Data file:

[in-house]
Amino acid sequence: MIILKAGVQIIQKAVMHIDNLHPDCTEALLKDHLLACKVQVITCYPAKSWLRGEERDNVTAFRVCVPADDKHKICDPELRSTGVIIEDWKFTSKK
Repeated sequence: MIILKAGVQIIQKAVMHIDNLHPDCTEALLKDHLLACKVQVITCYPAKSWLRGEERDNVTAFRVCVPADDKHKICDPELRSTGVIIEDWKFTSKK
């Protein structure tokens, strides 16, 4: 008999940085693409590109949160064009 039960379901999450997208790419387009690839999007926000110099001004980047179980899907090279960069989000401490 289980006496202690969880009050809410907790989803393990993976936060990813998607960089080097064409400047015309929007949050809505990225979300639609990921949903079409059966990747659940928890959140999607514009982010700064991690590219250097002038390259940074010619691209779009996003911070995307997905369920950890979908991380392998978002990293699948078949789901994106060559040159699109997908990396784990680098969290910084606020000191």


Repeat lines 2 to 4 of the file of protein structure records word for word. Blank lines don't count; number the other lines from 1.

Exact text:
Amino acid sequence: MIILKAGVQIIQKAVMHIDNLHPDCTEALLKDHLLACKVQVITCYPAKSWLRGEERDNVTAFRVCVPADDKHKICDPELRSTGVIIEDWKFTSKK
Repeated sequence: MIILKAGVQIIQKAVMHIDNLHPDCTEALLKDHLLACKVQVITCYPAKSWLRGEERDNVTAFRVCVPADDKHKICDPELRSTGVIIEDWKFTSKK
């Protein structure tokens, strides 16, 4: 008999940085693409590109949160064009 039960379901999450997208790419387009690839999007926000110099001004980047179980899907090279960069989000401490 289980006496202690969880009050809410907790989803393990993976936060990813998607960089080097064409400047015309929007949050809505990225979300639609990921949903079409059966990747659940928890959140999607514009982010700064991690590219250097002038390259940074010619691209779009996003911070995307997905369920950890979908991380392998978002990293699948078949789901994106060559040159699109997908990396784990680098969290910084606020000191």